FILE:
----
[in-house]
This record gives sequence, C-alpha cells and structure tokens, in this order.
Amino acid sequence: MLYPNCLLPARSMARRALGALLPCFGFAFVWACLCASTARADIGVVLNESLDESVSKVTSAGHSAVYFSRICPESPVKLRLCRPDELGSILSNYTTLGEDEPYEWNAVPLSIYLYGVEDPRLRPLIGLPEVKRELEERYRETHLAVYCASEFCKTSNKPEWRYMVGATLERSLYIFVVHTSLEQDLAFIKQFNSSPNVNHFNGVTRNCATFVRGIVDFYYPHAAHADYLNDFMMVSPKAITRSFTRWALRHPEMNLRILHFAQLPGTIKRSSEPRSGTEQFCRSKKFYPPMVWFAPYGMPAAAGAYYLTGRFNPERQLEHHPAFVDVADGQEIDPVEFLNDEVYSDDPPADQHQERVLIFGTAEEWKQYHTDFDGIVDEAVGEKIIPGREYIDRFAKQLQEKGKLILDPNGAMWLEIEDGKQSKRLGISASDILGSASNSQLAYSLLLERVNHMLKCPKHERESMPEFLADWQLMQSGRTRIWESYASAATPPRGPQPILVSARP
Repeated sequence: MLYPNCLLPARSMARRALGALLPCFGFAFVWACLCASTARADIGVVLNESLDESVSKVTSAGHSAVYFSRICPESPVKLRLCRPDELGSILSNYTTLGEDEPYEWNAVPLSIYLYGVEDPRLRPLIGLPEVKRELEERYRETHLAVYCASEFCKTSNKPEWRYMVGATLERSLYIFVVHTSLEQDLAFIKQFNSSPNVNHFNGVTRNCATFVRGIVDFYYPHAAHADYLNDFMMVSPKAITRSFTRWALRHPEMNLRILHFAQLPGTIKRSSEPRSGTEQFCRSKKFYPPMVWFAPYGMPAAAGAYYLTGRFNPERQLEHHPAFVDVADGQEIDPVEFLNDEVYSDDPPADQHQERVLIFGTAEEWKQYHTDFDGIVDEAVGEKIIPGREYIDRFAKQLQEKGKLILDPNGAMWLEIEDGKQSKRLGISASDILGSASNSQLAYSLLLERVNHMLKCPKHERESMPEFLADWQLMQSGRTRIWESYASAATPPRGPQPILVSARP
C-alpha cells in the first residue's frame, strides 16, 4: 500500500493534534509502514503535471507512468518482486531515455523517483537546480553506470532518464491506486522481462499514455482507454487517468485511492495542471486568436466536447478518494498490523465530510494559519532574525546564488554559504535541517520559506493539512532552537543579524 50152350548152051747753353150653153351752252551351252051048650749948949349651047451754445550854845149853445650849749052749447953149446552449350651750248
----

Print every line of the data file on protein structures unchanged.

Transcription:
[in-house]
This record gives sequence, C-alpha cells and structure tokens, in this order.
Amino acid sequence: MLYPNCLLPARSMARRALGALLPCFGFAFVWACLCASTARADIGVVLNESLDESVSKVTSAGHSAVYFSRICPESPVKLRLCRPDELGSILSNYTTLGEDEPYEWNAVPLSIYLYGVEDPRLRPLIGLPEVKRELEERYRETHLAVYCASEFCKTSNKPEWRYMVGATLERSLYIFVVHTSLEQDLAFIKQFNSSPNVNHFNGVTRNCATFVRGIVDFYYPHAAHADYLNDFMMVSPKAITRSFTRWALRHPEMNLRILHFAQLPGTIKRSSEPRSGTEQFCRSKKFYPPMVWFAPYGMPAAAGAYYLTGRFNPERQLEHHPAFVDVADGQEIDPVEFLNDEVYSDDPPADQHQERVLIFGTAEEWKQYHTDFDGIVDEAVGEKIIPGREYIDRFAKQLQEKGKLILDPNGAMWLEIEDGKQSKRLGISASDILGSASNSQLAYSLLLERVNHMLKCPKHERESMPEFLADWQLMQSGRTRIWESYASAATPPRGPQPILVSARP
Repeated sequence: MLYPNCLLPARSMARRALGALLPCFGFAFVWACLCASTARADIGVVLNESLDESVSKVTSAGHSAVYFSRICPESPVKLRLCRPDELGSILSNYTTLGEDEPYEWNAVPLSIYLYGVEDPRLRPLIGLPEVKRELEERYRETHLAVYCASEFCKTSNKPEWRYMVGATLERSLYIFVVHTSLEQDLAFIKQFNSSPNVNHFNGVTRNCATFVRGIVDFYYPHAAHADYLNDFMMVSPKAITRSFTRWALRHPEMNLRILHFAQLPGTIKRSSEPRSGTEQFCRSKKFYPPMVWFAPYGMPAAAGAYYLTGRFNPERQLEHHPAFVDVADGQEIDPVEFLNDEVYSDDPPADQHQERVLIFGTAEEWKQYHTDFDGIVDEAVGEKIIPGREYIDRFAKQLQEKGKLILDPNGAMWLEIEDGKQSKRLGISASDILGSASNSQLAYSLLLERVNHMLKCPKHERESMPEFLADWQLMQSGRTRIWESYASAATPPRGPQPILVSARP
C-alpha cells in the first residue's frame, strides 16, 4: 500500500493534534509502514503535471507512468518482486531515455523517483537546480553506470532518464491506486522481462499514455482507454487517468485511492495542471486568436466536447478518494498490523465530510494559519532574525546564488554559504535541517520559506493539512532552537543579524 50152350548152051747753353150653153351752252551351252051048650749948949349651047451754445550854845149853445650849749052749447953149446552449350651750248